Do you know the difference between farmed fish and wild ocean caught fish, in particularly salmon? We wanted to know the answer, so we reasearch it, and here is what we found.
Farmed fish is a $1 billion a year revenue (USA), with salmon being number one.
Farmed salmon has less area in which to grow and thrive, and their bodies are much fattier than wild salmon, and have less omega-3 fatty acids.
They are fed processed fish oil and fish meal or a high fat feed, which is not the typical food wild salmon eat.
The flesh of farmed salmon are greyish in color due to their diet. Food coloring is added after harvesting to give farmed salmon the pinkish color that wild caught salmon have naturally.
Health Problems Associated with Farmed Salmon
Fish farm cage in Norwegian Sea
Farmed salmon contain more unhealthy omega-6 fatty acids and higher lipid levels (Lipid Composition in Farmed and Wild Salmon). That means those who would regularly eat farmed fish have the risk of inflammation that is associated with heart disease, stroke, arthritis, and other health problems.
Farmed salmon are given antibiotics and in some cases growth hormones, which also gets into the water supply, and can affect other wild marian creatures.
As of 2013 AquaBounty Technologies (US based company) has received approval from the FDA to genetically modify farmed salmon (Genetically Engineered Salmon).
The only real benefit of farmed salmon is they have no mercury in their meat, as they are grown in so-called controlled waters and their lifespan is shorter than in the wild, and wild salmon live longer with higher chances of mercury exposure.
Although the seafood industry praises farm raised salmon for its health benefits, such as high in protein, loaded with omega-3 fatty acids, rich with vitamin-D the Cleveland Clinic – Health Essentials says that’s far from the truth.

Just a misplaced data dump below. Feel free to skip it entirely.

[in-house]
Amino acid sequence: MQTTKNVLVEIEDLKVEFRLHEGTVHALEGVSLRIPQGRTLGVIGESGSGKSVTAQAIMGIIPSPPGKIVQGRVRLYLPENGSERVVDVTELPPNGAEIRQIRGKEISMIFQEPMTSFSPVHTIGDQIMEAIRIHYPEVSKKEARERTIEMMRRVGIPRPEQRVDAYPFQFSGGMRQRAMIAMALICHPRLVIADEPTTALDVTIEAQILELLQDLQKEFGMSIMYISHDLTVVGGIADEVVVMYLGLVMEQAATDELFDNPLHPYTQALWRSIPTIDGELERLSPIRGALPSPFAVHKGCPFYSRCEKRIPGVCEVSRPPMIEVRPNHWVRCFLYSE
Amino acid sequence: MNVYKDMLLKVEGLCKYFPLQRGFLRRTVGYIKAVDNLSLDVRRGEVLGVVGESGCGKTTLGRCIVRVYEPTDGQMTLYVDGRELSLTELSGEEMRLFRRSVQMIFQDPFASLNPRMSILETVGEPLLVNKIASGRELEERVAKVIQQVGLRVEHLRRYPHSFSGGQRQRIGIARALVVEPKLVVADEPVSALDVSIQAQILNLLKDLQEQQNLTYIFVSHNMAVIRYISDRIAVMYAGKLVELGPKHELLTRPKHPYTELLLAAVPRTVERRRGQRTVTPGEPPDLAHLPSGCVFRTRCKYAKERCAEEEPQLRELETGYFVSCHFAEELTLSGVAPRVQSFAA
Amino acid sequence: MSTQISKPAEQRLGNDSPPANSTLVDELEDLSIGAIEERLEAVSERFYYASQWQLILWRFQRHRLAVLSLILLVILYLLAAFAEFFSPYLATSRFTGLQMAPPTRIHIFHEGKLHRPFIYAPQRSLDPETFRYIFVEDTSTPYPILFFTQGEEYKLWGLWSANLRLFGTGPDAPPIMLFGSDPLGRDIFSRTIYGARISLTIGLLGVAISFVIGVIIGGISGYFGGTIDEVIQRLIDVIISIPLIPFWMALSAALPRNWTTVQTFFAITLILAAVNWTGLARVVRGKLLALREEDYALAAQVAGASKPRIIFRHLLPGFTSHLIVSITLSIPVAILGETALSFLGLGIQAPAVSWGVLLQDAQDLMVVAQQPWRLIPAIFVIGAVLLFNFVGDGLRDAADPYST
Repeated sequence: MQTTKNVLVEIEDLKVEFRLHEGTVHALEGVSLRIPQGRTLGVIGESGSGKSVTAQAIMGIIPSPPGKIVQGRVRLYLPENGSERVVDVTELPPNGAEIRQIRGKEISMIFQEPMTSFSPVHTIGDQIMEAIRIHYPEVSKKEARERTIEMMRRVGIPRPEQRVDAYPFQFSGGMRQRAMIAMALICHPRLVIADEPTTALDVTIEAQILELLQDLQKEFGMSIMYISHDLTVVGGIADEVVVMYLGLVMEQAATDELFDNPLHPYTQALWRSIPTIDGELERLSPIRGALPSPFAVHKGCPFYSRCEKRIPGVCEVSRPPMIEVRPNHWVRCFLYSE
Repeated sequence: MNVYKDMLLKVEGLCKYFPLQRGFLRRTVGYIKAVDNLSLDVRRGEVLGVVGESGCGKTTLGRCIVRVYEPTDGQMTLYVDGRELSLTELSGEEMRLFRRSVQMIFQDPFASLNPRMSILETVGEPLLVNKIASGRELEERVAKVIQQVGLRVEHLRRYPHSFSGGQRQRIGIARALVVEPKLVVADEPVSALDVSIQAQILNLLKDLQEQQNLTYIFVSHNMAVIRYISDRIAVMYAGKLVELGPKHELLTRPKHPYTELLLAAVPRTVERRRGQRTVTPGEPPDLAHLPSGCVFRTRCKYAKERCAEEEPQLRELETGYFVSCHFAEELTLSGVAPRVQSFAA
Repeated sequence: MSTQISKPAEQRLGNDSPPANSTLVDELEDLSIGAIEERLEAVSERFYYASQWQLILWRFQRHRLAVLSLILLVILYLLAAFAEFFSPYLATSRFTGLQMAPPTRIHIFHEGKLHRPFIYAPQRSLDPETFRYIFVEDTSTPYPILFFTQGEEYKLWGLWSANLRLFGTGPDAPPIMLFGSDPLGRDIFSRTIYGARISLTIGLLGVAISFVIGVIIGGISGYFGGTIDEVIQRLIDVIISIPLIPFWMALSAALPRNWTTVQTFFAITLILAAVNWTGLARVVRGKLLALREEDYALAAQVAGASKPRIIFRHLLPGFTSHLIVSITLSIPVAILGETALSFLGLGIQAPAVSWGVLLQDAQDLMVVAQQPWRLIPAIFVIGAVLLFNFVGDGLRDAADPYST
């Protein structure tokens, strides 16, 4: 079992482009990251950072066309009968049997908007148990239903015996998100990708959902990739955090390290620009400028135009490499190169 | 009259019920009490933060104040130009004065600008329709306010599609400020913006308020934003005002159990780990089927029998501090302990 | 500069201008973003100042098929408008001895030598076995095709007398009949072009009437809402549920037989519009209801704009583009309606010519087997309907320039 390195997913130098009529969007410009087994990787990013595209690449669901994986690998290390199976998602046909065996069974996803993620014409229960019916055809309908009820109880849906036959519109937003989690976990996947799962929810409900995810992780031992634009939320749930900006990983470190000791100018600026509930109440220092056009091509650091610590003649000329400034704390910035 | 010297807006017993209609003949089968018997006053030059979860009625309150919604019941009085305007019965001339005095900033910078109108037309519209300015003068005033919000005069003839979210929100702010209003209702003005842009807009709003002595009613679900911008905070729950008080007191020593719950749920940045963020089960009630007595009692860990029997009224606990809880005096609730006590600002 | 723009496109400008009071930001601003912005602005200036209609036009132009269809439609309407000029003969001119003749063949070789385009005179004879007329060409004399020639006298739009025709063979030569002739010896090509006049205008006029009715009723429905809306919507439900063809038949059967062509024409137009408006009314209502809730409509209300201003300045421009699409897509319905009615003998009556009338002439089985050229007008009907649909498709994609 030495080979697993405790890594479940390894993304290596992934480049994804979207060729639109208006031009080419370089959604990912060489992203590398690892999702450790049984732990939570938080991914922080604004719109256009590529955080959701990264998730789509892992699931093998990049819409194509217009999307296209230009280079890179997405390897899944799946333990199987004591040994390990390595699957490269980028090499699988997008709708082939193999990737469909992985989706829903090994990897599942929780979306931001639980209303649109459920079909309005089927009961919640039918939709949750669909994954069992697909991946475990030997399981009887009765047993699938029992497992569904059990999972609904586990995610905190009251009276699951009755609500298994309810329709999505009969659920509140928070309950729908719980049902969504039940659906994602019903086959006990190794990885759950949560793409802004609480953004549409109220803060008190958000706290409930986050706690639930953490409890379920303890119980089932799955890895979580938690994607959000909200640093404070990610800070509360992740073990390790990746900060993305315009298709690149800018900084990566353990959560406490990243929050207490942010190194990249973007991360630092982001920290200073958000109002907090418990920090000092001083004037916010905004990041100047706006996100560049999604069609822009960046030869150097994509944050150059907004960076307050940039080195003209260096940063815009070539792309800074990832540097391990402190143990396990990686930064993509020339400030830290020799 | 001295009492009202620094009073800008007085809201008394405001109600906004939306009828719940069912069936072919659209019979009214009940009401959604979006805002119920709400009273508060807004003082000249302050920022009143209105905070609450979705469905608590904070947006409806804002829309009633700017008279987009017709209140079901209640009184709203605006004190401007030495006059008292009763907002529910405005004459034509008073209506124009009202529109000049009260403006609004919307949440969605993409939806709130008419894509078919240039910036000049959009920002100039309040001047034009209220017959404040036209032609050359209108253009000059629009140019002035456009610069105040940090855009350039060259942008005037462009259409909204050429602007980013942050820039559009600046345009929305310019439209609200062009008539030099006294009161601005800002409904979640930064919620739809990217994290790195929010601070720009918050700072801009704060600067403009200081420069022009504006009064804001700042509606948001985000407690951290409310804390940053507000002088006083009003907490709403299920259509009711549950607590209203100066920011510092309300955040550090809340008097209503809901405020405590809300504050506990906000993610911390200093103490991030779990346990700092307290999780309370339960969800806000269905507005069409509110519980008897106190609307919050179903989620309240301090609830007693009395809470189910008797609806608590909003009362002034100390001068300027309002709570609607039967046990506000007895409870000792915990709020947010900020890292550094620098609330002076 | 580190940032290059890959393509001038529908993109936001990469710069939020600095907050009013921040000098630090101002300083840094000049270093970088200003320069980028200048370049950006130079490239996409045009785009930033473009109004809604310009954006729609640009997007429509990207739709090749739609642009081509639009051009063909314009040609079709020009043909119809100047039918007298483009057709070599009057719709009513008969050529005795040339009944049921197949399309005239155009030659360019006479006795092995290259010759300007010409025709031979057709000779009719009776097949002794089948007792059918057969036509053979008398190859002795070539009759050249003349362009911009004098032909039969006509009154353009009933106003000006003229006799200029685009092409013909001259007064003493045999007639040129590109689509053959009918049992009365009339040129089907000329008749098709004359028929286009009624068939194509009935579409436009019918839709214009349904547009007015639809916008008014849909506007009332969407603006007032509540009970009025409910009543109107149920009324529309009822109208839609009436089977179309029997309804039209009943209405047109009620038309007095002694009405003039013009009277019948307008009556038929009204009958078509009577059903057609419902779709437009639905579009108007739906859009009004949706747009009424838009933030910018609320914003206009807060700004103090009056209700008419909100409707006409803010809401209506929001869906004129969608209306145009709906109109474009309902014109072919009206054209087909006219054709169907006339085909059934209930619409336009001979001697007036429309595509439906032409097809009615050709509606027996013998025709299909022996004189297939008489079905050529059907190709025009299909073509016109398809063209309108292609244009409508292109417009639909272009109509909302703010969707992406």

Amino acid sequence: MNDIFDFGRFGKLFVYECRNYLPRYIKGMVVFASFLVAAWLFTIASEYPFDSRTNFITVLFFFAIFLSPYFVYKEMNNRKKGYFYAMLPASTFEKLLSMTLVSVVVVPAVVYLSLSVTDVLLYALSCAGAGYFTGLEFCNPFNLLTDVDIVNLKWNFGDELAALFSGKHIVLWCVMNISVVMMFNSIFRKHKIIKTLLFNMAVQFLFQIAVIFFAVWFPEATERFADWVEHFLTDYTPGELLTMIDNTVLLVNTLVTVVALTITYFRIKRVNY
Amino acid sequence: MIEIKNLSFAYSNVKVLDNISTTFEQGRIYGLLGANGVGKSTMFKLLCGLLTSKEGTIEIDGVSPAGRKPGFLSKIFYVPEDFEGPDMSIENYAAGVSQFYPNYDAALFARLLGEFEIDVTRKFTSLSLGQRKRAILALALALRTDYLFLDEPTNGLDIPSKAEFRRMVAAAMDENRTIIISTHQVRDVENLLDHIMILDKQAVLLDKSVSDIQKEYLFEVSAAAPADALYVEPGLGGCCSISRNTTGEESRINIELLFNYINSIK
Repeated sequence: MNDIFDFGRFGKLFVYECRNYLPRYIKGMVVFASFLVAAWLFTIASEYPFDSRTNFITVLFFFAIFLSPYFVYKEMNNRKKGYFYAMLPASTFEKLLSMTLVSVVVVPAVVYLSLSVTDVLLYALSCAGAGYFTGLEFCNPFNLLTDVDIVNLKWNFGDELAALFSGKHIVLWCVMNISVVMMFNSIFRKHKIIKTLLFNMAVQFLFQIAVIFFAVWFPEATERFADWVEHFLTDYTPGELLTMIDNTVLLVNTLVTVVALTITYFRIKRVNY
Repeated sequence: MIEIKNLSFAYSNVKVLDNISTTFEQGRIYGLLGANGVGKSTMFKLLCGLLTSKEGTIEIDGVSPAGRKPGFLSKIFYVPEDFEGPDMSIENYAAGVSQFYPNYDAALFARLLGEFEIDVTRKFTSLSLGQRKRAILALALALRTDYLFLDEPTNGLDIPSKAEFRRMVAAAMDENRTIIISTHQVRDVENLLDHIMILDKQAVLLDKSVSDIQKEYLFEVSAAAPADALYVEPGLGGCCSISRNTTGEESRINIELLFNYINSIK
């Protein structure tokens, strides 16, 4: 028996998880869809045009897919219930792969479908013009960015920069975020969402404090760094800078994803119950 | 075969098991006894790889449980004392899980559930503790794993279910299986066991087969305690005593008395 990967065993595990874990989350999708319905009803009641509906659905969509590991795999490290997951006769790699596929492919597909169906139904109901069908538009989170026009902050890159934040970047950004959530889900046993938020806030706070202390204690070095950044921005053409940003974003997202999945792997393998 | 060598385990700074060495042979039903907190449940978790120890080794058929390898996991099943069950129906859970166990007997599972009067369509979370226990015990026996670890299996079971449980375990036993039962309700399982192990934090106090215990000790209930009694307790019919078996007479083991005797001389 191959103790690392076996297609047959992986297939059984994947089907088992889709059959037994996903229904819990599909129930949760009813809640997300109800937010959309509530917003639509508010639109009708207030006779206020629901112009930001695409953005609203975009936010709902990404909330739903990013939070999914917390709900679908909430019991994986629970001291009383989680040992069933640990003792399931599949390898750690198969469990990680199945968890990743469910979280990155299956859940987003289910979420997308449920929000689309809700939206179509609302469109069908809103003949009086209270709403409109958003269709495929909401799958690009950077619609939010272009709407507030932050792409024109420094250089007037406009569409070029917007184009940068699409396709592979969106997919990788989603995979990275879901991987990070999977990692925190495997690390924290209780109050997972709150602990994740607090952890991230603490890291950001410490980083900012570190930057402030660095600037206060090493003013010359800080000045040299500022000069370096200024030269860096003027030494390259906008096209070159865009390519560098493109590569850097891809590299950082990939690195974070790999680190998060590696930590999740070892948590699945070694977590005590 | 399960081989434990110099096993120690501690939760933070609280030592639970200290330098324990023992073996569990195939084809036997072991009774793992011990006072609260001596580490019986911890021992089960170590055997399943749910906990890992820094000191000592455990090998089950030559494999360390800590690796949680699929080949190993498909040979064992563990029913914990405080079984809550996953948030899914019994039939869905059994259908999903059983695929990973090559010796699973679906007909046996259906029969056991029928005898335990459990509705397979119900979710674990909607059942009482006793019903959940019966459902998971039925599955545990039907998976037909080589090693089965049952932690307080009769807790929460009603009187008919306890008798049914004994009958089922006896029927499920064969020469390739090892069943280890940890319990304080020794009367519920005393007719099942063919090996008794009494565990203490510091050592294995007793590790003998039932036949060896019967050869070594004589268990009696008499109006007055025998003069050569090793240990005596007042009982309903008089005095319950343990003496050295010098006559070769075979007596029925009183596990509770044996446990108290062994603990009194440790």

They say that farmed fish have more calories, twice the fat content, and over 20% more saturated fat, than its wild-caught counterpart.
After considering the research, wild caught salmon is clearly more natural and nutritious over its farm grown counterpart.
The Fillet On The Left Is Wild Caught –
- Thinner and leaner filets
- Darker in color, with a deeper reddish-pink-orange color
- Fewer and smaller white stripes visible in the flesh (a.k.a. fat striations)
The Fillet On The Right Is Farm Raised –
- Thicker and fattier filets
- Lighter in color, with more pale pink-orange color
- More visible fat striations, that are thicker and deeper in the flesh
Wild Salmon With Peach Mango Salsa
2 medium peaches, peeled, deseeded, chopped
1 large mango, peeled, deseeded, chopped
½ cup green onions, diced (about 3 scallions)
½ red bell pepper, diced
1 Serrano pepper, deseeded and minced
½ tsp. salt
1 tbsp. sugar (we used coconut sugar)
Juice from one half of a lime
Optional: ½ cup cilantro, chopped
Prepare peaches and mango. Place into a medium mixing bowl along with the diced onion and red bell pepper. Do not mix. Next add Serrano pepper and optional to add chopped cilantro, again, do not mix.
Squeeze out lime juice with the back of a spoon.
Together add salt, coconut sugar and lime juice. Stir mixture until well incorporated.
Let mixture set for 15 minutes at room temperature for flavors to infuse, or refrigerate until ready to eat.
Prepare salmon, by grilling, baking, or broiling. Plate your salmon and top with the peach salsa and serve with your favorite side dish.
The salsa can keep in a jar with a tight lid for 2-3 days in the refrigerator, or can be frozen for later use.
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